The most common instrument designers design for is the piano. For obvious reasons, pianos require a designated space for their size and furniture-like appearance. However, the piano has also been ingrained in the social fabric of the home since its invention in the 17th century. It is a social instrument that invites gathering.
The second most common instrument designers design for is the guitar, along with other smaller stringed instruments like cellos and harps. Whether you’re more rock n’ roll or acoustic, guitars are attractive statement pieces to hang on the wall and easy to host an impromptu performance.
Benefits of Music Rooms
Dedicated Space to Create
Music rooms provide a dedicated space to practice, separate from the rest of the home. Like any hobby or trade, it is easier to immerse yourself in your work when you have the proper environment and tools at hand.
Room to Disconnect and Unwind
Our modern homes are full of distractions, including our computers, phones, and smart TVs. Music rooms provide a place to disconnect, unwind, and enjoy the wonders of the analog world.
Chance for Teaching and Gathering
While we design music rooms around the musician, these aren’t isolated areas. Instead, music rooms accommodate space for teaching, gathering, and socializing.
Sense of Comfort
Music is connected to memories. When I listen to my children practice, I’m reminded of the times I spent playing piano with my sister or listening to my father. I believe music rooms are rising in popularity because of the comfort they offer, which is the biggest interior design trend in my book.
Design Considerations for Music Rooms
Music rooms have unique design considerations, including sound, ventilation, and temperature. The space needs to function for the musician, properly house the instruments, and not disturb the whole house — unless they want to open the doors to let the sweet melodies flow freely.
Acoustics are arguably the most crucial design consideration for music rooms. First, consider methods of soundproofing the space. If starting from scratch, ensure the room is well insulated. If working with an existing area, consider options like acoustic wall panels, which can actually be quite stylish and beautiful. Invest in lush textiles to absorb sound and create a welcoming feel, including plush rugs, heavy drapes, and even decorative tapestries. Finally, install a solid core door to be able to shut the space off during practice sessions and open it up for entertainment.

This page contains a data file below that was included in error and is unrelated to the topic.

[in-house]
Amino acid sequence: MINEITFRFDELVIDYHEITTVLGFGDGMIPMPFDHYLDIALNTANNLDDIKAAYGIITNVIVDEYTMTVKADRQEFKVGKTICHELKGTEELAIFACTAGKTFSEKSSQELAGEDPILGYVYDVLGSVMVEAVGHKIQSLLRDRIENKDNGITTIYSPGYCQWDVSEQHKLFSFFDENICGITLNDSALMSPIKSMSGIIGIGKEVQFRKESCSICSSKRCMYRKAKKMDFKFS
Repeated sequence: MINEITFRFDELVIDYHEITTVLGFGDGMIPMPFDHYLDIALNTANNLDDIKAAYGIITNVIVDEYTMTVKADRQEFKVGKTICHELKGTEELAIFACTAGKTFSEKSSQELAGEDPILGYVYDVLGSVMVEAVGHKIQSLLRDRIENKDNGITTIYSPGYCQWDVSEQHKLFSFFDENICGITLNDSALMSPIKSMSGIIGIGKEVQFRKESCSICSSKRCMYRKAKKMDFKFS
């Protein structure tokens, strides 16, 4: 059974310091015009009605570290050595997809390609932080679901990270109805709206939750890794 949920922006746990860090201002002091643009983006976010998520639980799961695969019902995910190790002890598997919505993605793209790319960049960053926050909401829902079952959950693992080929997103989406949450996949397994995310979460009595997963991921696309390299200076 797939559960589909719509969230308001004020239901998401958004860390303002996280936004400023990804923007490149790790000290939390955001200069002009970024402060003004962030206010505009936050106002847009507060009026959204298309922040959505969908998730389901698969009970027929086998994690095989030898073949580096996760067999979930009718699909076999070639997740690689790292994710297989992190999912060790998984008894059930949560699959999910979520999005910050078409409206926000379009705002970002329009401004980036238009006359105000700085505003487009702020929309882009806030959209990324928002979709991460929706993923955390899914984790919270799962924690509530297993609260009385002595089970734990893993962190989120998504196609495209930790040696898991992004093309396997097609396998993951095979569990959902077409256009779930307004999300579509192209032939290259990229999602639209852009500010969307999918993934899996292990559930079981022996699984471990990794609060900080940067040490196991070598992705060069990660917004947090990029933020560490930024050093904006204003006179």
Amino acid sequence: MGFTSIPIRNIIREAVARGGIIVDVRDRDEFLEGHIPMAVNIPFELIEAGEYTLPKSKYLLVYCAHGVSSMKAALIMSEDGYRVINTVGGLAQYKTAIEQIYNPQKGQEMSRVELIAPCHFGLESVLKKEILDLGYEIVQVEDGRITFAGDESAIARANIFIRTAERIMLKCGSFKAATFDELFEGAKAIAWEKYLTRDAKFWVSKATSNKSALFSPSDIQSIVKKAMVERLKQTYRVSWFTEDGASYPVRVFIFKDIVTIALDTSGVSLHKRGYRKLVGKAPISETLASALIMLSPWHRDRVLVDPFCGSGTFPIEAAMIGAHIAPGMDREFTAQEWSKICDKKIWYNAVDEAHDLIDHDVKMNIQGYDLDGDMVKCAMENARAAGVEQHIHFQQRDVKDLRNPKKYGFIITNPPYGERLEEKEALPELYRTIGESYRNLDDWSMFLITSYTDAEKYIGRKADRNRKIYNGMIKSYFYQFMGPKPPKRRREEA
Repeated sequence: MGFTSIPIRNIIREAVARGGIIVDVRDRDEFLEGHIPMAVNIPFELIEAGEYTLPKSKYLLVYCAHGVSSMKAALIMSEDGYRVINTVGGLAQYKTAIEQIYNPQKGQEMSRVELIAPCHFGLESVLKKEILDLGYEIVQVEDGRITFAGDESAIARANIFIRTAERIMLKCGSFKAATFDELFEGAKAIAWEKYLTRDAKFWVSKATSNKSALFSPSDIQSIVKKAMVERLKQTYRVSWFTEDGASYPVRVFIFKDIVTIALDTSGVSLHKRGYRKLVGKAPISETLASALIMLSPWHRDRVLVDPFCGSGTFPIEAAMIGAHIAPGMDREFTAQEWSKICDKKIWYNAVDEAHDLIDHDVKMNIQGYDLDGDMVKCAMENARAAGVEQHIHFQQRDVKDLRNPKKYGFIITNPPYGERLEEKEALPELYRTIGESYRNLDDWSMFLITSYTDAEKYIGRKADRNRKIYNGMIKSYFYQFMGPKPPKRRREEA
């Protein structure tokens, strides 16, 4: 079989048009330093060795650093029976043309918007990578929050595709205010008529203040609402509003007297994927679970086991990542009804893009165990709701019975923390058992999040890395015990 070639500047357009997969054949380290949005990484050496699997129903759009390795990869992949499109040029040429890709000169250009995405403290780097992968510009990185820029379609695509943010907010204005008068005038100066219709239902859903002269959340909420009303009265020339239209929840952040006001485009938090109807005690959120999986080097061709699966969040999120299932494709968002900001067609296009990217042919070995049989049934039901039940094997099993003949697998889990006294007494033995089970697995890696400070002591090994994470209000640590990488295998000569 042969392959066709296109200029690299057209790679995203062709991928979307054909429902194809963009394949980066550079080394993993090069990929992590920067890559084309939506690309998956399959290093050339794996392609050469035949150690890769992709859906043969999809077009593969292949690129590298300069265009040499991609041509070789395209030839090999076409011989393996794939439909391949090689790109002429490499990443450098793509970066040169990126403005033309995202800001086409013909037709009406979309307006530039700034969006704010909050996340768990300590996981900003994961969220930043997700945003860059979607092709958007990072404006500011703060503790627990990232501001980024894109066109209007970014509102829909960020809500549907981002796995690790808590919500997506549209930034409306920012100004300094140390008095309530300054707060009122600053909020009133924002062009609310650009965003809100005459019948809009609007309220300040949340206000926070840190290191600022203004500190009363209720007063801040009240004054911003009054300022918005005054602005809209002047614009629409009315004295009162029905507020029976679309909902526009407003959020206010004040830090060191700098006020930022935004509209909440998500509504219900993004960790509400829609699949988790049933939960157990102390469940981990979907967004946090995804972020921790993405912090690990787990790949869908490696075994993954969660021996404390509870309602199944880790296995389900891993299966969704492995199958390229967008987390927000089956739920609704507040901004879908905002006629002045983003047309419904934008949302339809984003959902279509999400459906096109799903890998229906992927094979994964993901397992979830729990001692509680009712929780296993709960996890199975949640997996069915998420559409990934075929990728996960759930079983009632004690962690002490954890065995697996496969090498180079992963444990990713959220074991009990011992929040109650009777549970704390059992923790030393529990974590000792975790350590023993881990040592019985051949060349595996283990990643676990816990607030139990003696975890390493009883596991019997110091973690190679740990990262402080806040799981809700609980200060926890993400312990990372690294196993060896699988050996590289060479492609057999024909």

Instruments must be stored at the proper temperature and humidity level to preserve their integrity. Consider investing in an independent AC system to control your music room temperature.
Lighting will bring your music room composition together. The space needs task lighting for reading sheet music and ambient lighting to set the mood for your romantic jazz performance.
Easy Instrument Access
It might sound obvious, but don’t banish your instruments to a music room closet. Keeping your instruments displayed as part of the decor will increase your motivation to practice. Use hidden storage for music books and additional supplies.
Victorian music rooms prioritized the musician first, but that doesn’t mean you shouldn’t add additional seating to accommodate guests for an at-home concert. Incorporate cozy chairs or a small sofa so your household can join in as you play.
Choose a musical theme to inspire your practice. I’m not saying to be too on the nose but think about subtle ways to incorporate your music preferences. For example, you could create a punk interior design scheme reminiscent of your garage band days or design a classically timeless room for concertos.
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Amity Worrel is an award-winning interior designer based in Austin, Texas. She has worked on high-end interior design projects for celebrities and tastemakers in NYC, LA, and the Bahamas. In 2008, Amity decided to bring her passion for diverse design back to her hometown of Austin. Her spaces pull from timeless design concepts ranging from coastal contemporary to cozy cottage to Austin eclectic. Emotional connections, functional flow, and a touch of humor remain central to every interior design scheme. Her work has been published in national and local publications, including The Wall Street Journal, House Beautiful, HGTV Magazine, Better Homes and Gardens, and Austin Home. In her free time, she loves perusing estate sales and diving into design history. Learn more about Amity.